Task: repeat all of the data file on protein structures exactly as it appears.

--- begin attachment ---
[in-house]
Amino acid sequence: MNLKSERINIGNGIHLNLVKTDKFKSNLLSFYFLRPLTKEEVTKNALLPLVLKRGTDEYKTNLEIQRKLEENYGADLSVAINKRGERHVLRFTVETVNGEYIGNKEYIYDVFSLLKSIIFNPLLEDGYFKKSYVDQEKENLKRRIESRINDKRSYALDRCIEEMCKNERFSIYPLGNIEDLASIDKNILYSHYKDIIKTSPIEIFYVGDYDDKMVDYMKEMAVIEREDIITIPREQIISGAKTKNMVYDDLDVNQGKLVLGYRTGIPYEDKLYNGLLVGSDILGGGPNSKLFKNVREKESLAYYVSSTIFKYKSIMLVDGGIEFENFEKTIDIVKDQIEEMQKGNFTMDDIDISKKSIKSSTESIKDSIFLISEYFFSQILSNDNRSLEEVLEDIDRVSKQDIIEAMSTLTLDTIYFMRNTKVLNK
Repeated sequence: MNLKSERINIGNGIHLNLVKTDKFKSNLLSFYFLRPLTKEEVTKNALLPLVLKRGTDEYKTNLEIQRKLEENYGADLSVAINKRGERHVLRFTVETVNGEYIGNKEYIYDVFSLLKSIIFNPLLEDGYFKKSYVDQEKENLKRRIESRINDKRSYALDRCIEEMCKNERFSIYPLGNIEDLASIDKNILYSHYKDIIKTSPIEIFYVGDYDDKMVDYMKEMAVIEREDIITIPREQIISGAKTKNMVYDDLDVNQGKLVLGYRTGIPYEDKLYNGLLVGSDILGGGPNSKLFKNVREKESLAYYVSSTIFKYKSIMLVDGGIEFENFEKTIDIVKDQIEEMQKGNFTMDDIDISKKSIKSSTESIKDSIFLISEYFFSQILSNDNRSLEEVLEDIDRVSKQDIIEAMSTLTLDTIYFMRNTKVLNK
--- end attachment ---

[in-house]
Amino acid sequence: MNLKSERINIGNGIHLNLVKTDKFKSNLLSFYFLRPLTKEEVTKNALLPLVLKRGTDEYKTNLEIQRKLEENYGADLSVAINKRGERHVLRFTVETVNGEYIGNKEYIYDVFSLLKSIIFNPLLEDGYFKKSYVDQEKENLKRRIESRINDKRSYALDRCIEEMCKNERFSIYPLGNIEDLASIDKNILYSHYKDIIKTSPIEIFYVGDYDDKMVDYMKEMAVIEREDIITIPREQIISGAKTKNMVYDDLDVNQGKLVLGYRTGIPYEDKLYNGLLVGSDILGGGPNSKLFKNVREKESLAYYVSSTIFKYKSIMLVDGGIEFENFEKTIDIVKDQIEEMQKGNFTMDDIDISKKSIKSSTESIKDSIFLISEYFFSQILSNDNRSLEEVLEDIDRVSKQDIIEAMSTLTLDTIYFMRNTKVLNK
Repeated sequence: MNLKSERINIGNGIHLNLVKTDKFKSNLLSFYFLRPLTKEEVTKNALLPLVLKRGTDEYKTNLEIQRKLEENYGADLSVAINKRGERHVLRFTVETVNGEYIGNKEYIYDVFSLLKSIIFNPLLEDGYFKKSYVDQEKENLKRRIESRINDKRSYALDRCIEEMCKNERFSIYPLGNIEDLASIDKNILYSHYKDIIKTSPIEIFYVGDYDDKMVDYMKEMAVIEREDIITIPREQIISGAKTKNMVYDDLDVNQGKLVLGYRTGIPYEDKLYNGLLVGSDILGGGPNSKLFKNVREKESLAYYVSSTIFKYKSIMLVDGGIEFENFEKTIDIVKDQIEEMQKGNFTMDDIDISKKSIKSSTESIKDSIFLISEYFFSQILSNDNRSLEEVLEDIDRVSKQDIIEAMSTLTLDTIYFMRNTKVLNK